By Molly Jane Kremer, Scott Southard, and Jarrod Jones. Our Week In Review collects our thoughts on the comics that demand attention. Do you have a deep-rooted desire to know what we think about all your favorite books? Well. This is where you need to be.
Written by Matt Wagner.
Art by Dan Schkade; colors by Brennan Wagner.
SS: Right now, I can’t help but think of my grandfather. The pot roast and mashed potatoes he loved, the Buicks he always bought (like a true geriatric), his deep love of Shatner’s Captain Kirk, the drab browns of his cardigans… Visiting his house lit the senses with artifacts of the past. He was always excited to retread through old television shows, books, and comic strips with his grandkids. He was the first to introduce me to The Phantom, Dick Tracy, and more topically, The Spirit. The hours we spent shuffling through old newspapers and collections are some of the fondest memories I have.
And it’s here in old memories where Will Eisner’s newly rebooted The Spirit revels. On one hand, a lengthy introduction is provided for newcomers in the form of a front-page newspaper article loaded with exposition. After being introduced to the setting and major players, the dialogue on the first few panels lets us know we’re safely stowed away in the pages of a 1940s comic strip and we’ll seemingly be following the communicative guidelines, if not the format, of the times. Lines like “get a handle on the smuggling epidemic” and “I’m scrammed! You betcha..!” fill the book from cover to cover. While it very neatly keeps us in a specific time and place, I almost came away feeling like I was looking into a readymade snow globe of an era rather than a place that was based in any true reality.
What we’re looking at is simple, and the blanket statement that I wanted to write, but didn’t, “similar to watching Cheers reruns, it requires little critical thought,” might be overly reductive, but I think it’s important that we examine the reasons we come to comics in the first place. Because while much of the comic world is moving forward with steady progress (see Marvel), it seems as if there is plenty of demand for throwbacks and rehashes of old properties (see Batman ‘66, The Shadow, etc.).
If we’re just looking for entertainment and a reaffirmation of our brain smarts (the hollow elation of feeling clever or recognizing a veiled reference), then maybe these reboots and throwbacks are exactly what we need. But if we’re looking to think, to grow, to learn when we engage with the things we consume, then maybe more heavy lifting is required from them. I don’t mean to be condescending or condemning, because there is a great place for cleverness and callbacks, but to use nostalgia as a driving force makes me (maybe unfairly) question the skeletal structure of an entire intellectual property.
And maybe I just didn’t like this particular issue (I didn’t), and this is a reaction to a lack of plot movement, some pretty uninteresting art (barring the amazing cover by Eric Powell), a titular character who is MIA, and no driving force to read the next issue. Maybe I expected more out of Matt Wagner. There are plenty of examples of interesting, confrontational, and just plain great reboots out there (Airboy is wrecking what I thought I knew about postmodernism, see below). But I think it’s a symptom of a greater issue that’s been bugging me as well as a number of other readers out there. Maybe this content, and the content of the past was new and interesting to people in my grandfather’s heyday, but things progress. Maybe (definitely) this is something that needs a broader forum with more well versed folks involved armed with a longer word count, but damn it, I want to be challenged by the art I consume, not simply placated by nostalgia.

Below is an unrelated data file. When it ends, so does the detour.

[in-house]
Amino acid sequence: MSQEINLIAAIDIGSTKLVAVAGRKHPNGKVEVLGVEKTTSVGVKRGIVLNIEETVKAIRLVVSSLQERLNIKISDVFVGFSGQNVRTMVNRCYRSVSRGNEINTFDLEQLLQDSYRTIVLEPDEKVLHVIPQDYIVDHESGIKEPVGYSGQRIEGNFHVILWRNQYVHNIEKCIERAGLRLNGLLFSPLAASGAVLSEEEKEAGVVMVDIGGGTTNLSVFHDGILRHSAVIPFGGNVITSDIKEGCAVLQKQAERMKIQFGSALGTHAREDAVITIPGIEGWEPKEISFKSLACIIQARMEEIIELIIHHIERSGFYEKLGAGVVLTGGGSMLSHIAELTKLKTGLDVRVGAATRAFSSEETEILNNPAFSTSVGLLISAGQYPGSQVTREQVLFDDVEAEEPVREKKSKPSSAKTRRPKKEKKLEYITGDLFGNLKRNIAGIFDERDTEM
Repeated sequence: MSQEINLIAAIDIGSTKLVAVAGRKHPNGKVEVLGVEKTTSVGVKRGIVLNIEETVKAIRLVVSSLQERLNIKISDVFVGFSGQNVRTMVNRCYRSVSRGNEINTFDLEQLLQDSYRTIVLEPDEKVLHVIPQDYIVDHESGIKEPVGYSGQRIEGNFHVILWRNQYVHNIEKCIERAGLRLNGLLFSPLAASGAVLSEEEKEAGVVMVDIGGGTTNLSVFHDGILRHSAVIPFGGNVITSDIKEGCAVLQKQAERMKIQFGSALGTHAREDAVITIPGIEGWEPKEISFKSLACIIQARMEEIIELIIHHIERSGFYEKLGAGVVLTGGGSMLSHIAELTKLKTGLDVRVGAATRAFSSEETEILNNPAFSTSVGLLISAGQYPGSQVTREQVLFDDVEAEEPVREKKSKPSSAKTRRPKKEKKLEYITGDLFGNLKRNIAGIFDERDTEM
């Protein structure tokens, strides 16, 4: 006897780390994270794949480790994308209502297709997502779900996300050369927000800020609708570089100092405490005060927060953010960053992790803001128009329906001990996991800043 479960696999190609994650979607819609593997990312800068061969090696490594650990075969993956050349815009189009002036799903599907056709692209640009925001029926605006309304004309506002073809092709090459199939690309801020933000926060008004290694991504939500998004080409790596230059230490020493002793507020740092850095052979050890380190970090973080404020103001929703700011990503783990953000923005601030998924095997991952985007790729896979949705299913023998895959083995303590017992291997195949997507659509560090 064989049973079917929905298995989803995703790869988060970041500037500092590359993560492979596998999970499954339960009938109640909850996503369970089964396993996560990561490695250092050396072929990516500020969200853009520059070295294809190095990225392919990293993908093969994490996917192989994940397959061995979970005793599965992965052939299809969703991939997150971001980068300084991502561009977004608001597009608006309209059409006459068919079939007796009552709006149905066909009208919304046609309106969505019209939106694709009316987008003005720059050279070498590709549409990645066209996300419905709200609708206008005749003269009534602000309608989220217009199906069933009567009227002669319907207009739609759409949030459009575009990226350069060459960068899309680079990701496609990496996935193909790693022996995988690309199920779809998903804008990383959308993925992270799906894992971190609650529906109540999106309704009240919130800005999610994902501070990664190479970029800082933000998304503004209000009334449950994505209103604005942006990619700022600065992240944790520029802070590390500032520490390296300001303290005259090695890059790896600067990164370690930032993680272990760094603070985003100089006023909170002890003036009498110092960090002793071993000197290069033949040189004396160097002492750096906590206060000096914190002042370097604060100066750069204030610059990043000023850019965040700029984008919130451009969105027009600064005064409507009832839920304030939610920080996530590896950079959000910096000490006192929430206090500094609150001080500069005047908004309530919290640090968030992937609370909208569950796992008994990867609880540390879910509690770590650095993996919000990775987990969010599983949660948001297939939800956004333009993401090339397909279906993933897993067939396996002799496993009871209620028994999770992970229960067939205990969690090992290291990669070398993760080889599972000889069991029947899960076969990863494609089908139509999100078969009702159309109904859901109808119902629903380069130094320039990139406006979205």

4 out of 10
Written by Simon Spurrier.
Art by Jeff Stokely; colors by André May.
Boom Studio’s diverse creator-owned lineup has a new addition this week by the already tried-and-true team of Simon Spurrier and Jeff Stokely. Their previous co-creation, the tremendous miniseries Six-Gun Gorilla, was an amalgam of sci-fi, western, and pulp with some decidedly modern twists. Their new release, the exceedingly readable The Spire, also draws upon numerous genres, but is immensely different — both in good ways and bad.
In The Spire, we have a very intriguing premise: a city in the middle of a vast desert, built upon multitudes of tiers, full of both humans and “sculpted”: oppressed mutants more often called “skews” or “chimmers” (our dauntless protagonist, as one of them, rattles off an entire list of their typical epithets at one point). The book’s setting is certainly fantastical, with a hint of both steampunk and cop drama. It’s surprisingly street-level in a way that few fantasy stories ever dare to be, centered around a compelling murder mystery that seems certain to play out over the course of the series.
The comic mainly follows an eyepatch-wearing captain of the city guard named Shå (she also happens to have long, prehensile tentacle-strands that erupt from her back at will), who introduces us to the city and its inhabitants in her initial search for the murderer. It’s a very captivating location, but what’s outside the city walls – the Nothinglands – is just as mysterious as the goings-on inside.